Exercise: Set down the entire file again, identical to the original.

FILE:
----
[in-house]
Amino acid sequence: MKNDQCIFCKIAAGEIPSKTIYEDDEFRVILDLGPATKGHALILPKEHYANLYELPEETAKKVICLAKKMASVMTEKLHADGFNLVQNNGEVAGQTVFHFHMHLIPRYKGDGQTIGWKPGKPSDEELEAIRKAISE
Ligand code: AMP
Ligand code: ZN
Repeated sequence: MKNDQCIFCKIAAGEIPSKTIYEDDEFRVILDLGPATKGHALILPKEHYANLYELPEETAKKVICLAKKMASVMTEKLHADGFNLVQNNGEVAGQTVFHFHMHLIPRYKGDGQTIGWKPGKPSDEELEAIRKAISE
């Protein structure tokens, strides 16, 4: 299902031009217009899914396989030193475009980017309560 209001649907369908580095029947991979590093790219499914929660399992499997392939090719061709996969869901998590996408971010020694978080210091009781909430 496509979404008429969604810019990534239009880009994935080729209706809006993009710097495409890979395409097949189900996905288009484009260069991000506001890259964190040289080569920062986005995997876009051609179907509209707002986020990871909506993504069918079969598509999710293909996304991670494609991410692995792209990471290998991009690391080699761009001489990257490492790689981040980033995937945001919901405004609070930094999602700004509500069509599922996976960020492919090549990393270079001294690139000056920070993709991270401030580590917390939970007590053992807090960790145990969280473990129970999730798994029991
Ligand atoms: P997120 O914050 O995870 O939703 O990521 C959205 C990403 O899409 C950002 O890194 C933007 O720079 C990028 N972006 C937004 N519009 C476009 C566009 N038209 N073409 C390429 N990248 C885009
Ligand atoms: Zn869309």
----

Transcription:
[in-house]
Amino acid sequence: MKNDQCIFCKIAAGEIPSKTIYEDDEFRVILDLGPATKGHALILPKEHYANLYELPEETAKKVICLAKKMASVMTEKLHADGFNLVQNNGEVAGQTVFHFHMHLIPRYKGDGQTIGWKPGKPSDEELEAIRKAISE
Ligand code: AMP
Ligand code: ZN
Repeated sequence: MKNDQCIFCKIAAGEIPSKTIYEDDEFRVILDLGPATKGHALILPKEHYANLYELPEETAKKVICLAKKMASVMTEKLHADGFNLVQNNGEVAGQTVFHFHMHLIPRYKGDGQTIGWKPGKPSDEELEAIRKAISE
């Protein structure tokens, strides 16, 4: 299902031009217009899914396989030193475009980017309560 209001649907369908580095029947991979590093790219499914929660399992499997392939090719061709996969869901998590996408971010020694978080210091009781909430 496509979404008429969604810019990534239009880009994935080729209706809006993009710097495409890979395409097949189900996905288009484009260069991000506001890259964190040289080569920062986005995997876009051609179907509209707002986020990871909506993504069918079969598509999710293909996304991670494609991410692995792209990471290998991009690391080699761009001489990257490492790689981040980033995937945001919901405004609070930094999602700004509500069509599922996976960020492919090549990393270079001294690139000056920070993709991270401030580590917390939970007590053992807090960790145990969280473990129970999730798994029991
Ligand atoms: P997120 O914050 O995870 O939703 O990521 C959205 C990403 O899409 C950002 O890194 C933007 O720079 C990028 N972006 C937004 N519009 C476009 C566009 N038209 N073409 C390429 N990248 C885009
Ligand atoms: Zn869309």